How to clone a virtual Domain Controller
- A Windows Server 2012 Hyper-V server is needed. In the future maybe other hypervisors will also support VM-GenerationID.
- A deployed Windows Server 2012 domain controller (virtualized or physical) that hosts the PDC emulator role. To check which server hosts the PDC role you could use the following PowerShell command.
Get-ADComputer (Get-ADDomainController –Discover –Service “PrimaryDC”).name –Property operatingsystemversion | fl
- A source virtual Domain Controller with Windows Server 2012 hosted on a Windows Server 2012 Hyper-V server. This will be the VM which will be cloned from. This cannot be the Domain Controller with the PDC role. In my example case this is VirtualDC1.
Grant the source virtualized domain controller the permission to be cloned. Add the source domain controller to the Cloneable Domain Controllers group. You can do this over Active Directory Users and Computers, the Active Directory Administrative Center or Windows PowerShell. In my case I added the computer object VirtualDC1 to the Cloneable Domain Controllers group.
With Windows PowerShell this would be done like this.
Add-ADGroupMember –Identity “CN=Cloneable Domain Controllers,CN=Users,DC=cloud,DC=win” –Member “CN=VirtualDC1,OU=Domain Controllers,DC=cloud,DC=win”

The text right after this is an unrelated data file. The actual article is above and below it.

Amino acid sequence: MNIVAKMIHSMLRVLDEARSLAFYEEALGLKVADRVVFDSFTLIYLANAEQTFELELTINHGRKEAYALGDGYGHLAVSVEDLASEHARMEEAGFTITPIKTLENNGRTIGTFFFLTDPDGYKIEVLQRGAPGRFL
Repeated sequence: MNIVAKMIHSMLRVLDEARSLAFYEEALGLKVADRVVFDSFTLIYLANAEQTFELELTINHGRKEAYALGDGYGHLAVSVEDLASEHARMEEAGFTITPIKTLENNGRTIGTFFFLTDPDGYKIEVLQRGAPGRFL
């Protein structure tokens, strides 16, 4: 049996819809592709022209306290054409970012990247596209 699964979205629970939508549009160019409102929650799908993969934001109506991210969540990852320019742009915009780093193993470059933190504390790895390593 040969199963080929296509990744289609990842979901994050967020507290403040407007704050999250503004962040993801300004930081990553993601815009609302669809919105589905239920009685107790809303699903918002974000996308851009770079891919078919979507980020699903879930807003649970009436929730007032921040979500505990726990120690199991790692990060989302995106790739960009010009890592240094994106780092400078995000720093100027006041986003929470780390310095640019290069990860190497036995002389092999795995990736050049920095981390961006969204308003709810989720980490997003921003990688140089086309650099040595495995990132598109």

In the TechNet manual step to would now be to run Get-ADDCCloningExcludedApplicationList, this will check for applications which are not evaluated for cloning. If your source domain controller is a new clean setup with any special applications you can skip this step. If you have installed any application which is listed when you run Get-ADDCCloningExcludedApplicationList you have to create a Custom DC Clone Allow List. You can do this with the following PowerShell command.
Run New-ADDCCloneConfigFile on the source domain controller (VirtualDC1), which allows you the configuration of your new domain controller clone (in my case VirtualDC2), such as Name and IP Address.
New-ADDCCloneConfigFile –Static -IPv4Address “10.10.29.2” -IPv4DNSResolver “10.10.20.1” -IPv4SubnetMask “255.255.0.0” -CloneComputerName “VirtualDC2” -IPv4DefaultGateway “10.10.0.1” -SiteName “Default-First-Site-Name”
Note: The new domain controller has to be on the same site.
There are a lot of options you can configure your virtual server. For more information check out the TechNet page.